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Terrorizing Free Speech By: Joe Kaufman
FrontPageMagazine.com | Friday, January 18, 2008


The freedoms in our country are what set us apart from the rest of the world. But those same freedoms can become endangered by those that have suspect intentions. I know, because I experienced that recently, when, during a protest I led against a group I know to have ties to terrorism, I was served with a lawsuit and a restraining order. At the beginning of next month, at a symposium sponsored by America’s Truth Forum, I will give my first public speech on the matter. The event will be held in the Dallas area, the same place that this unfortunate situation began. In speaking out, I hope to raise awareness at the fragility of our Constitution and hope to move people to strengthen it.

On October 12, 2007, I traveled to Texas from Florida to lead a protest on Sunday the 14th against the Islamic Circle of North America (ICNA), outside an event the group was sponsoring at Six Flags Over Texas in Arlington, Texas. The purpose of the protest was to expose ICNA’s ties to the financing of Hamas. I had discovered that ICNA was the top donor to a charity based in Pakistan called the Al-Khidmat Foundation (AKF), while that same charity gave $99 thousand to the head of Hamas, Khaled Mashaal, in August of 2006, and I believed that the public had a right to know about it.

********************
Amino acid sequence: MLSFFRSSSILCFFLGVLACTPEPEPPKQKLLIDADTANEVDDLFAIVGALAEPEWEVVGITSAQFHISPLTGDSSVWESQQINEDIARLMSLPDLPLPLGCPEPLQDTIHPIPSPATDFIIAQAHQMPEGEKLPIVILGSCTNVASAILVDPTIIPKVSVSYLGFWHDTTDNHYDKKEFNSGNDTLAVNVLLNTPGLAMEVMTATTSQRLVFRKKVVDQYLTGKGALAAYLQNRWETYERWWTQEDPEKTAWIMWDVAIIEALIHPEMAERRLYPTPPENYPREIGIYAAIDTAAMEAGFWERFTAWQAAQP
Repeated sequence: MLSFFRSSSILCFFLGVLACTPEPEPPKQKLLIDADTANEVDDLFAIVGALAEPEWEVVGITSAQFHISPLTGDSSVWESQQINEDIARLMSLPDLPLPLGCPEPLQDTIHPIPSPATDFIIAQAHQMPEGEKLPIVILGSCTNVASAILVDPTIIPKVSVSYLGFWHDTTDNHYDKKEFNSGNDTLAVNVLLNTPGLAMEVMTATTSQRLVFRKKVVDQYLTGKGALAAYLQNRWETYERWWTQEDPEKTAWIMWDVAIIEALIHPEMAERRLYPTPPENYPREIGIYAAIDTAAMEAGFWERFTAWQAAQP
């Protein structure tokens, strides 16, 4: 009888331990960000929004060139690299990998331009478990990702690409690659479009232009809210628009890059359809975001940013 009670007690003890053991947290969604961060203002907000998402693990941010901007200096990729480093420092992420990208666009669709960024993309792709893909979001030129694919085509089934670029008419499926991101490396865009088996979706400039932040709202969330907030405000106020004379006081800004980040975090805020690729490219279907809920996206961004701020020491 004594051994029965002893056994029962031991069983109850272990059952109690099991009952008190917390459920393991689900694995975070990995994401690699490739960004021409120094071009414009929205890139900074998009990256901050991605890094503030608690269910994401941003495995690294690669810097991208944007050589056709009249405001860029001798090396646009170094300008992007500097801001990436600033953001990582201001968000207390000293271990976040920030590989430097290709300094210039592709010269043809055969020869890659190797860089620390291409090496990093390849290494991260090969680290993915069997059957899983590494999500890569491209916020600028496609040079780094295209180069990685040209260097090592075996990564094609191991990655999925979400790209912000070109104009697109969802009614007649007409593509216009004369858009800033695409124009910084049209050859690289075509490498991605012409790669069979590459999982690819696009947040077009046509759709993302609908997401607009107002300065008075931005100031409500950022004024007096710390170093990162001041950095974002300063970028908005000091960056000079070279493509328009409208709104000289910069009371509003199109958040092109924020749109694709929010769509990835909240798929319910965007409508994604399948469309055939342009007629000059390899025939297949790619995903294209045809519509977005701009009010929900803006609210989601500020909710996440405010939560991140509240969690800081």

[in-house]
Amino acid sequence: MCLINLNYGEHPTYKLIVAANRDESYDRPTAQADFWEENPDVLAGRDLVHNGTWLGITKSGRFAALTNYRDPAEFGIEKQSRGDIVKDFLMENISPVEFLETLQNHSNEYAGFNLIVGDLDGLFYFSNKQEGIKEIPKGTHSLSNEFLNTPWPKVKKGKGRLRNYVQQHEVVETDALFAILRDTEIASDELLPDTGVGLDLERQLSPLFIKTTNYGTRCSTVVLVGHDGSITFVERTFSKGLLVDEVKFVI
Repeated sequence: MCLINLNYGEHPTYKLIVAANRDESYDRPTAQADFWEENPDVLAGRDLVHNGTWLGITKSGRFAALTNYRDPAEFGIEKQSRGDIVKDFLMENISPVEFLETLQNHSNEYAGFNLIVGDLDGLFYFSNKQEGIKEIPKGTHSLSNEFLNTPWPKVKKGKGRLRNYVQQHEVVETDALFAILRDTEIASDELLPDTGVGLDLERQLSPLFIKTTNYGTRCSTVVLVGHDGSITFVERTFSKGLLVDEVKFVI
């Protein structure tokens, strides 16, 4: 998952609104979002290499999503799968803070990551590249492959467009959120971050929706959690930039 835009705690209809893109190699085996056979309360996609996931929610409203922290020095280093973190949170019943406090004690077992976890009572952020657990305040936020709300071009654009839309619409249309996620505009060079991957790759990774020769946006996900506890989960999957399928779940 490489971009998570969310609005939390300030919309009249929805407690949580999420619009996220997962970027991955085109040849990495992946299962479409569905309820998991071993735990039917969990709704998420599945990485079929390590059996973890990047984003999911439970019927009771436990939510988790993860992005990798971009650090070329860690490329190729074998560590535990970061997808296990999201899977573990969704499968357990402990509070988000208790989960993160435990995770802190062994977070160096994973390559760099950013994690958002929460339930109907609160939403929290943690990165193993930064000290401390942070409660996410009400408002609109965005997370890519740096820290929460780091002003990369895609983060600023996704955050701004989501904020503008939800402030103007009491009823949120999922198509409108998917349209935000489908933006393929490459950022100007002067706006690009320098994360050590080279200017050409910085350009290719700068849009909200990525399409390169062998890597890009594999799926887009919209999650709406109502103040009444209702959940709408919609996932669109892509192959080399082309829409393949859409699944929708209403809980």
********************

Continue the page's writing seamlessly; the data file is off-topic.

During the protest, which lasted less than two hours, I was served with a temporary restraining order and a lawsuit. Although I wasn’t aware of the lawsuit part at the time, I knew that the restraining order was coming, because I was notified by the police department about it before the protest began. Regardless, I was in Texas to accomplish something, and I wanted to see it through, so I showed up, took the legal document from the server when it was presented to me, placed it in my pocket, and continued with the demonstration.

The protest was a peaceful one that featured about ten individuals holding signs and a speech given by me. While I was harassed by someone identifying himself as being from ICNA, who followed my every move with a video camera, no one on our side stepped out of line or did anything that would be seen as improper. No one shouted, and everyone acted in a courteous manner. Aside from being served the legal papers, everything went as planned.